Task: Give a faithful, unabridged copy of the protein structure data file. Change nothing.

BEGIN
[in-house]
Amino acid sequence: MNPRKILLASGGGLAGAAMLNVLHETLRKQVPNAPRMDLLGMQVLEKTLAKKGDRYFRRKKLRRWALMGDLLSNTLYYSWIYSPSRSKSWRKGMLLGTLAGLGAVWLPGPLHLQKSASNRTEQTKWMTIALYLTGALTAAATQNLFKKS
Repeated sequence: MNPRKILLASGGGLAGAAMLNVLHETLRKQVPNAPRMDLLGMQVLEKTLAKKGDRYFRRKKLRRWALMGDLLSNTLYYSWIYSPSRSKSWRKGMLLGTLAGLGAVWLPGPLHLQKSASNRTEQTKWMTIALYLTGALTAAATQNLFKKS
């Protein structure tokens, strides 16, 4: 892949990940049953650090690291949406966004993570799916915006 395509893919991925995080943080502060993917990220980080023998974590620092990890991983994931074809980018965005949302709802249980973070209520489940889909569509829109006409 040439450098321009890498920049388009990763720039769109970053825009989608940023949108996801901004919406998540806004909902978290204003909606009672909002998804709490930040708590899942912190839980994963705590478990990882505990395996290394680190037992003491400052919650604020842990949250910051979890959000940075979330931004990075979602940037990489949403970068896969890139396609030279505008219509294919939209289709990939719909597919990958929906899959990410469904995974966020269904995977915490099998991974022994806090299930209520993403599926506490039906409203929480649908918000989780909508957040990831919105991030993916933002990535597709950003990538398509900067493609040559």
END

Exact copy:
[in-house]
Amino acid sequence: MNPRKILLASGGGLAGAAMLNVLHETLRKQVPNAPRMDLLGMQVLEKTLAKKGDRYFRRKKLRRWALMGDLLSNTLYYSWIYSPSRSKSWRKGMLLGTLAGLGAVWLPGPLHLQKSASNRTEQTKWMTIALYLTGALTAAATQNLFKKS
Repeated sequence: MNPRKILLASGGGLAGAAMLNVLHETLRKQVPNAPRMDLLGMQVLEKTLAKKGDRYFRRKKLRRWALMGDLLSNTLYYSWIYSPSRSKSWRKGMLLGTLAGLGAVWLPGPLHLQKSASNRTEQTKWMTIALYLTGALTAAATQNLFKKS
């Protein structure tokens, strides 16, 4: 892949990940049953650090690291949406966004993570799916915006 395509893919991925995080943080502060993917990220980080023998974590620092990890991983994931074809980018965005949302709802249980973070209520489940889909569509829109006409 040439450098321009890498920049388009990763720039769109970053825009989608940023949108996801901004919406998540806004909902978290204003909606009672909002998804709490930040708590899942912190839980994963705590478990990882505990395996290394680190037992003491400052919650604020842990949250910051979890959000940075979330931004990075979602940037990489949403970068896969890139396609030279505008219509294919939209289709990939719909597919990958929906899959990410469904995974966020269904995977915490099998991974022994806090299930209520993403599926506490039906409203929480649908918000989780909508957040990831919105991030993916933002990535597709950003990538398509900067493609040559």